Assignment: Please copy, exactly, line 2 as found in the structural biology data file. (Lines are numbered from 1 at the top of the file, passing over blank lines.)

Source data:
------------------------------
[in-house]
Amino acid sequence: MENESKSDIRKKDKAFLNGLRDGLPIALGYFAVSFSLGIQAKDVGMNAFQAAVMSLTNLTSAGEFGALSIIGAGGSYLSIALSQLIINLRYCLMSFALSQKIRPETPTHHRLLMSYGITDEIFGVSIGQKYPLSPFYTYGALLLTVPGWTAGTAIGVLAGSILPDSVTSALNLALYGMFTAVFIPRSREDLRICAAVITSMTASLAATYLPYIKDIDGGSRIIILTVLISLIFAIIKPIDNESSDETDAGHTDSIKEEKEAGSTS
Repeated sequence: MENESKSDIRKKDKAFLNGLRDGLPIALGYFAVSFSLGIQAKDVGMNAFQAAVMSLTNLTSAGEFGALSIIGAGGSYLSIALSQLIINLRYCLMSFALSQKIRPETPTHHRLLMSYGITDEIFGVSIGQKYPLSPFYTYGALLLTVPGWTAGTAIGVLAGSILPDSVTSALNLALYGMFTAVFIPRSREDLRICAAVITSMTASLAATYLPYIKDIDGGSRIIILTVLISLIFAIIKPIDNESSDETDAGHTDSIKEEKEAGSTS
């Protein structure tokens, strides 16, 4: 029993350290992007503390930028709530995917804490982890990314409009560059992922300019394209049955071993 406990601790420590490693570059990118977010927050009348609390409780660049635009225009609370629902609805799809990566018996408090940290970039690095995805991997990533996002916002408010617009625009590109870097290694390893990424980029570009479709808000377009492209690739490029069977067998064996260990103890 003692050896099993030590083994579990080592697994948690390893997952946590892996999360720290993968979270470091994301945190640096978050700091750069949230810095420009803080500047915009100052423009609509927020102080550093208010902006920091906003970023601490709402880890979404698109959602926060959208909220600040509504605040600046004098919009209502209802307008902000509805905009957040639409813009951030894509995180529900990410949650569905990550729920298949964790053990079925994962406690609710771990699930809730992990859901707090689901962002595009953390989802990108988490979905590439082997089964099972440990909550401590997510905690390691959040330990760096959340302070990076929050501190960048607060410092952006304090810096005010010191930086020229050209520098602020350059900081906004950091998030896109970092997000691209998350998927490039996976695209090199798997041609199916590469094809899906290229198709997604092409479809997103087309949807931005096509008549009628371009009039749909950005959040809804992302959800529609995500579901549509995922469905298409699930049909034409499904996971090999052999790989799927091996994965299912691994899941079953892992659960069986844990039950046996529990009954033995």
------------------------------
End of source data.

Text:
Amino acid sequence: MENESKSDIRKKDKAFLNGLRDGLPIALGYFAVSFSLGIQAKDVGMNAFQAAVMSLTNLTSAGEFGALSIIGAGGSYLSIALSQLIINLRYCLMSFALSQKIRPETPTHHRLLMSYGITDEIFGVSIGQKYPLSPFYTYGALLLTVPGWTAGTAIGVLAGSILPDSVTSALNLALYGMFTAVFIPRSREDLRICAAVITSMTASLAATYLPYIKDIDGGSRIIILTVLISLIFAIIKPIDNESSDETDAGHTDSIKEEKEAGSTS